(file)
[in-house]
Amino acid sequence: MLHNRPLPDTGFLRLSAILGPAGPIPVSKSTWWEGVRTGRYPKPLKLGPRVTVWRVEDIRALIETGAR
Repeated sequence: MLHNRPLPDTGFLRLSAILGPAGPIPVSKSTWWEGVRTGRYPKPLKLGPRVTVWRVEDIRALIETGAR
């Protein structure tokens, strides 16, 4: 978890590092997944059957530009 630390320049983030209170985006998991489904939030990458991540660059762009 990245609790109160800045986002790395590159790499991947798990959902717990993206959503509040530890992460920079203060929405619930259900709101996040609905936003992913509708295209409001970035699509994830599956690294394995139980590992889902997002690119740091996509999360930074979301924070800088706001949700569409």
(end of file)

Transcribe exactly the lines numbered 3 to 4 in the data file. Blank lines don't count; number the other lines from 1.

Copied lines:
Repeated sequence: MLHNRPLPDTGFLRLSAILGPAGPIPVSKSTWWEGVRTGRYPKPLKLGPRVTVWRVEDIRALIETGAR
């Protein structure tokens, strides 16, 4: 978890590092997944059957530009 630390320049983030209170985006998991489904939030990458991540660059762009 990245609790109160800045986002790395590159790499991947798990959902717990993206959503509040530890992460920079203060929405619930259900709101996040609905936003992913509708295209409001970035699509994830599956690294394995139980590992889902997002690119740091996509999360930074979301924070800088706001949700569409």